My current company has announced that the annual reviews will take place in the next 2 weeks. This means in the next 2 weeks, I'll most likely receive a bonus as it happens every year.

I have received a job from another company, and they want me to start working for them at the end of July (about 4 weeks from now). I want to accept this offer as it comes with a significantly higher pay.

My notice period at the current company is 1 month.

If I hand in my notice now, I risk not receiving any bonus. This will put me out of pocket, and frankly, that's money I could really do with right now.

I am contemplating pushing back the start date at the new company by 2 weeks and hand in my notice after receiving the bonus. However, this feels very unethical because it amounts to grabbing the bonus and running away, so to speak.

Is it ethical to quit in this fashion soon after receiving the bonus?

  • 1
    They aren't exactly the same question, but I asked a related question a few years ago. workplace.stackexchange.com/questions/38480/…
    – Sidney
    Commented Jun 28, 2017 at 17:01
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    I think it would be helpful in this sort of question to say what country you are talking about. Different places may be different. Also--what do you mean by "retention period"--did you sign a contract to give 30 days notice? Anyway, I think the answer most people have given--no, it's not unethical--is correct, but that is from a US view because the company certainly can drop you at any time as well.
    – RCM
    Commented Jun 28, 2017 at 17:04
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    If you want to be really sleazy about it -- if you have leave available, use that to overlap the new job. (true story (but hearsay) ... a company spent months finding a new department director ... they selected a guy, he worked 2 weeks, and then quit. He had never resigned from his other job, he just took 2 weeks of vacation to see if he liked the new one or not)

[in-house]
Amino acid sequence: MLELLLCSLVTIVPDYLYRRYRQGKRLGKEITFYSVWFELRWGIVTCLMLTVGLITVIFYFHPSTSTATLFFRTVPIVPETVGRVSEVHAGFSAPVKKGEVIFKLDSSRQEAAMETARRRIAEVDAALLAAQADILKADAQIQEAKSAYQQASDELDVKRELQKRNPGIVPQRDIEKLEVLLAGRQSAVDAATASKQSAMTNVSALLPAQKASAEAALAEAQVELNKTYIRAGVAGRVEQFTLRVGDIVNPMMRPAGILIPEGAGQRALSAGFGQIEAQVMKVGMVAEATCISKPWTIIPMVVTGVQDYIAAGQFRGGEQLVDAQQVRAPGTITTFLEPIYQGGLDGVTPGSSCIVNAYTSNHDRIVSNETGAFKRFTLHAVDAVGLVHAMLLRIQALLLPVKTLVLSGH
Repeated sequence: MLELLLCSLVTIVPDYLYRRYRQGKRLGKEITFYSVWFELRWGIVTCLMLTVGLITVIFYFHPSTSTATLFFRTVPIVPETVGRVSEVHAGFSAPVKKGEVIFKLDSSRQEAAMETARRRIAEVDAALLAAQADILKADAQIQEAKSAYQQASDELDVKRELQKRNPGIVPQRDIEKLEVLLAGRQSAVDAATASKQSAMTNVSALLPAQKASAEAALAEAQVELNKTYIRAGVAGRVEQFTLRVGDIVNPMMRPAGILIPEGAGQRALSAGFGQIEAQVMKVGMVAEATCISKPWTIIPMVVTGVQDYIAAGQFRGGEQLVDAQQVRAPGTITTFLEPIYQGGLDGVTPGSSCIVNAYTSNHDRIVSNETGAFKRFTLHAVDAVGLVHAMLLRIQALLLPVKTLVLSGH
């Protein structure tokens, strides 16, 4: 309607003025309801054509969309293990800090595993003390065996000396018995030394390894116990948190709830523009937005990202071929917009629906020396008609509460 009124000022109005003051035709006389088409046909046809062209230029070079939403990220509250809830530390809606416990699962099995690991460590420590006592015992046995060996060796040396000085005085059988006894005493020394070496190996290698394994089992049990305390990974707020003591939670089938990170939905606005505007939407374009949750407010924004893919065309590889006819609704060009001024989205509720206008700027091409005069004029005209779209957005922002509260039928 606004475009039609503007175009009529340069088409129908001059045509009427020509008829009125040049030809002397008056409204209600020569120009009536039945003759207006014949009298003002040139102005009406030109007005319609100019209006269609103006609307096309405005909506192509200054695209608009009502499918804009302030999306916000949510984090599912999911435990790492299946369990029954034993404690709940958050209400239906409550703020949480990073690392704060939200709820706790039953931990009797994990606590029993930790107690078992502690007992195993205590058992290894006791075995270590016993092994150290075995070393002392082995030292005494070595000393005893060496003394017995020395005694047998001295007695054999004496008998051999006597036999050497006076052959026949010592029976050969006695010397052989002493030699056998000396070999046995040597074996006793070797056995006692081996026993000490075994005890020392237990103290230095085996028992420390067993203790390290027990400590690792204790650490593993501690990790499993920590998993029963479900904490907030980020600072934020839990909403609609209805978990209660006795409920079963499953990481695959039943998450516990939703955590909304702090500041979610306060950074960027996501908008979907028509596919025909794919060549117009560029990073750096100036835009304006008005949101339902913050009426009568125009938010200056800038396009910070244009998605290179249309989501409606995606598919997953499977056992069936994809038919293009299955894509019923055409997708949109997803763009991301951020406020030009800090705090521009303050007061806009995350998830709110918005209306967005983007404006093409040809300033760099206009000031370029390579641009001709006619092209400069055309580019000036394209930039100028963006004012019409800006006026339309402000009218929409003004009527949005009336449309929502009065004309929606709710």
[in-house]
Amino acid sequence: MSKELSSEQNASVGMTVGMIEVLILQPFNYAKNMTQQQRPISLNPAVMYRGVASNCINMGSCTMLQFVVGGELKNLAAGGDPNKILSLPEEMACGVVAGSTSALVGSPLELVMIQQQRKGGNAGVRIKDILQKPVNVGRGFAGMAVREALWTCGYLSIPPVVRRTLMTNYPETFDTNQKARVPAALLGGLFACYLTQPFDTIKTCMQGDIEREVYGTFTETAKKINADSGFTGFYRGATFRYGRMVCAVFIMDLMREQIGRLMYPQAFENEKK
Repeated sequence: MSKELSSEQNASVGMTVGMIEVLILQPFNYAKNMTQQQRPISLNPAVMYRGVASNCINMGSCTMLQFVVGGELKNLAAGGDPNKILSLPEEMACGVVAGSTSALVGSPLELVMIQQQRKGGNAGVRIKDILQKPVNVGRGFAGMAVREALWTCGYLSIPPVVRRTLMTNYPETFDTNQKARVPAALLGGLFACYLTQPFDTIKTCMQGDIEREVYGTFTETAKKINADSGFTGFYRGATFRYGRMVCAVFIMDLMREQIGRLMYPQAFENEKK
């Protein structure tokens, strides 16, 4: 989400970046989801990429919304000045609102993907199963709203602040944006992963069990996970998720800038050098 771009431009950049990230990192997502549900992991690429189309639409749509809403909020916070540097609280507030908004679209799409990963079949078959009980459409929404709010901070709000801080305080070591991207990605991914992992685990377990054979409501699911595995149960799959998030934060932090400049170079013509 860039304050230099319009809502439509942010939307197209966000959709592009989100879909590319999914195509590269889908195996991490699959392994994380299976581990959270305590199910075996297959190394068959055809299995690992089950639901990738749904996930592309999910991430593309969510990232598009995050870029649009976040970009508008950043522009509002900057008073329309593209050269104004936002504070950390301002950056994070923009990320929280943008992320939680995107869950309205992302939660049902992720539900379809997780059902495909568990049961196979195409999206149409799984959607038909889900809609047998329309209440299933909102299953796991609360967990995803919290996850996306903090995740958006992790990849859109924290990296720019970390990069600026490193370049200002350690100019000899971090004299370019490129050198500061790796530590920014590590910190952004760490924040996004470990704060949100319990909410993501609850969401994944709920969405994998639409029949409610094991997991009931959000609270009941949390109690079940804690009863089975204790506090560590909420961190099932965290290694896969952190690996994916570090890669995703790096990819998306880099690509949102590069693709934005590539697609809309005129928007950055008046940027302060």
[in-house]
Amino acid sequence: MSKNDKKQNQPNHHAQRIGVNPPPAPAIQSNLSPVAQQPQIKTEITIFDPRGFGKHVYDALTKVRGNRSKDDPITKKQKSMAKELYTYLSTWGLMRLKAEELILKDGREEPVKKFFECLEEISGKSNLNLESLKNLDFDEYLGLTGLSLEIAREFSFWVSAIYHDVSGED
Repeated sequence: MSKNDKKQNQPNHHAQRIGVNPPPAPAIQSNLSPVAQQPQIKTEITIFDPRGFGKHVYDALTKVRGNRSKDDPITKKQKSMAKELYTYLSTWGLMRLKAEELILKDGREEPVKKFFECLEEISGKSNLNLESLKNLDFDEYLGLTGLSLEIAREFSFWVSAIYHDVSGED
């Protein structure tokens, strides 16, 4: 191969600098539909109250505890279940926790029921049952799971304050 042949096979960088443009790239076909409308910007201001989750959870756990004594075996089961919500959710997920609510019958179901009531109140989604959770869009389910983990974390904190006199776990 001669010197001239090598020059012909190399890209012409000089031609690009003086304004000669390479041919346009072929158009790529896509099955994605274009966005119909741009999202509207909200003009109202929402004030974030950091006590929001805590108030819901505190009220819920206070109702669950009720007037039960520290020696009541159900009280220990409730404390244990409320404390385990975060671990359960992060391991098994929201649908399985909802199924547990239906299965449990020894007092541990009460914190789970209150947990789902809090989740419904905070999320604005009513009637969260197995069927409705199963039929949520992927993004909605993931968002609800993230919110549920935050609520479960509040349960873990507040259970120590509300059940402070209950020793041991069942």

– Joe
    Commented Jun 30, 2017 at 13:22
  • @Joe I'm pretty sure that that is illegal in some European countries.
    – ANeves
    Commented Jun 30, 2017 at 13:53
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    From an ethical standpoint (for me), I'd ask myself: is the bonus mainly for the things that you have already done, or as a motivation for things you are expected to do (though bonus almost always imply the former). Commented Jul 1, 2017 at 18:40

8 Answers 8


... hand in my notice after receiving the bonus. However, this feels very unethical because it amounts to grabbing the bonus and running away, so to speak.

Nothing unethical here. You get the bonus for the good work done over the past one year, not for the work you would do for a year starting now. It would be prudent to resign after you receive the bonus, assuming your next employer would wait for you.

  • Comments are not for extended discussion; this conversation has been moved to chat.
    – Masked Man
    Commented Jun 21, 2018 at 6:38

One thing the other posters have not mentioned that is worth trying is to tell your new employer that you are due to receive a bonus of $XXX and can they offer a signing bonus in its place so that you can start the new job on the date they would like you to start. You may or may not get it but it is certainly worth asking about.